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The Arizona Supreme Court has agreed to review a lower court ruling that affects how companies within a distribution chain can be sued in defective products lawsuits.

The state’s Supreme Court agreed last week to review a lower court decision that would no longer allow all parties in a distribution chain to be sued equally in a products liability cases. The is expected to issue its ruling in mid-summer.

Here’s the crux of the case, as explained in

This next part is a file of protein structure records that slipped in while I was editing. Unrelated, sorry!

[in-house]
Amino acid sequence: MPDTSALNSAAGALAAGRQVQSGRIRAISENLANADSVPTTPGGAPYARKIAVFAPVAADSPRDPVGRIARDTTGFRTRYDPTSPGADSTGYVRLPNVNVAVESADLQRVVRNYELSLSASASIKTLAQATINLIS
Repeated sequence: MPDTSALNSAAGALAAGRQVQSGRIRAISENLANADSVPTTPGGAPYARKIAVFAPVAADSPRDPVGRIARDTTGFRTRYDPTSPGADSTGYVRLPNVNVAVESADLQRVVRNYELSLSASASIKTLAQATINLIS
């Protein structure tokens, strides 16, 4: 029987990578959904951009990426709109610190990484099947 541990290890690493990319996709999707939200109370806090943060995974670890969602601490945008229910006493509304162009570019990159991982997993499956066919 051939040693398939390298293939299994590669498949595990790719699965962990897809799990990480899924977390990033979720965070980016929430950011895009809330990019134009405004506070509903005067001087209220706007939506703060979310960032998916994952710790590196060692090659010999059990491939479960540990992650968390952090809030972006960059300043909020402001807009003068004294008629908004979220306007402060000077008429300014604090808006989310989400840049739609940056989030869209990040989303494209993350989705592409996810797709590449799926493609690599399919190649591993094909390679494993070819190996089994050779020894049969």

In State Farm Insurance v. Premier Manufactured Systems (CA-CV 04-0465) the Arizona Division 1 Court of Appeals ruled that the Arizona legislature’s principles of comparative fault apply to distribution chains in such suits.

State Farm wanted all participants in the chain to be held “joint and severally liable” for a plaintiff’s damages over a defective kitchen water filter.

But the Court of Appeals ruled in favor of a lower court decision to allocate comparative damages between the product’s seller and the defective-part supplier.

The ruling greatly shrinks the potential target range for personal injury lawyers considering a product liability suit.

For more information on this subject matter, please refer to our section on Defective and Dangerous Products.

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